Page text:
Charity has secured £ 2million in social benefits for cancer patients in Edinburgh

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New figures from the Edinburgh Macmillian Benefits Advice service show it helped 615 sick people claim an average of £ 3,000 between June 2020 and June 2021.

The service, which is partly funded by Macmillan Cancer Support and operated by Edinburgh City Council, was set up to help patients cope with the enormous financial pressures cancer can cause.

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The fund has helped more than 600 people with cancer in the capital.

The director of the counseling service, Mark Upward, said that for many cancers, cancer comes with a huge loss of income and financial security.

He went on to say that his team are working hard to make sure that no one struggling with cancer in Edinburgh is burdened with financial worries.

He said: “No one with a life-threatening illness should have to worry about how to pay their bills, cover hospital costs, or buy warm clothes or healthy food, but every day we hear of people faced with these choices.

“Cancer has many unforeseen costs and often a loss of income. Especially for those who have never tried navigating the benefit system before, it can feel like a maze, especially when someone is going through grueling treatment or struggling to cope with the emotional impact of a cancer diagnosis.

“We want everyone touched by cancer – whether a patient or their loved ones – to know that we are here to make sure they have access to all the money to which they are entitled. I urge all people with cancer to contact me and see how we can help them.

Fundraising events are an integral part of this service

Macmillan relies almost entirely on donations from the public to fund its services and, since the start of the pandemic, has seen its fundraising income plummet.

The association is hoping that after 18 months of canceled fundraising events, the people of Edinburgh will register for its biggest cafe in the world on September 24.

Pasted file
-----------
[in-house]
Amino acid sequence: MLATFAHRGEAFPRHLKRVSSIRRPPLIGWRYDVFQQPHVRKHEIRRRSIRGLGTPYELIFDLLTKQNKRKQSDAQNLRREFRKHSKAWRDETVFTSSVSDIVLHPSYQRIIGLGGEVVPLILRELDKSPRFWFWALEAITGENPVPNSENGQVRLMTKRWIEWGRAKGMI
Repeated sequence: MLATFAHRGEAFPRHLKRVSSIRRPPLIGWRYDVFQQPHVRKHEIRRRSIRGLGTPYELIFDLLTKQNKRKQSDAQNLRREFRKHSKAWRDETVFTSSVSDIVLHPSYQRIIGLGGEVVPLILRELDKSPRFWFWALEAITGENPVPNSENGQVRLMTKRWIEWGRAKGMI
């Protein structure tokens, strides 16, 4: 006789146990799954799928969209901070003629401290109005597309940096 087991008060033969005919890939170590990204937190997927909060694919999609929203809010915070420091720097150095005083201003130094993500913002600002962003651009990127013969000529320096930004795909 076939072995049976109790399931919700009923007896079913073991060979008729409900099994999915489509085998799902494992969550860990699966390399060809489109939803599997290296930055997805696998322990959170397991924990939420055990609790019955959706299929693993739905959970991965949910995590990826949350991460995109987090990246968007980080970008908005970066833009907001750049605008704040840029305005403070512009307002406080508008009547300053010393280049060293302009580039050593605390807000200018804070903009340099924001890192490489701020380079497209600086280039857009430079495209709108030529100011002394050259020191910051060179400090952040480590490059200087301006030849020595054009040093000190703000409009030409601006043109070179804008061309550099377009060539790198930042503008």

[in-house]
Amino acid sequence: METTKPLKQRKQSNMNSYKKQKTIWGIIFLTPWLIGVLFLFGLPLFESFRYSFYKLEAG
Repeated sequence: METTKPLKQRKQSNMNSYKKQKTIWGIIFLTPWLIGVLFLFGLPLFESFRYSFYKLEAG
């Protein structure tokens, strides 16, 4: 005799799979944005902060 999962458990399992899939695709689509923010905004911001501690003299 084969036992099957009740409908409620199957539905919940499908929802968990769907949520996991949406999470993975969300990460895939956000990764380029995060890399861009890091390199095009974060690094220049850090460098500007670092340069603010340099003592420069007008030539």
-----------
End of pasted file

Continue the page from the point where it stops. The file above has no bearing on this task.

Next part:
Macmillan Service Manager in Scotland Janice Preston said: “Dealing with the emotional and physical impacts of cancer is one thing, trying to do it while still caring about how to put food on the table and keep a roof over it. above his head is another.

“Even before Covid-19, a cancer diagnosis is something that can transform people’s lives with a wide range of emotional, physical and financial impacts. It’s not always what happens in the hospital that worries people the most – for many, money is the second biggest concern after the shock of their initial diagnosis.

“Cancer is just not something everyone can budget for and we are extremely proud of what our Macmillan Benefits Consultants accomplish when it comes to alleviating some of the financial anxiety experienced by them. people with cancer.

“These are services that simply wouldn’t be here without the continued support of our generous supporters, supporters we need more than ever after 18 months of canceled fundraising events amid the pandemic.

“With our flagship event World’s Biggest Coffee Morning fast approaching on Friday, September 24, we hope everyone gets involved so that we can maintain services like this at a time when people with cancer are at risk. no longer need us. “

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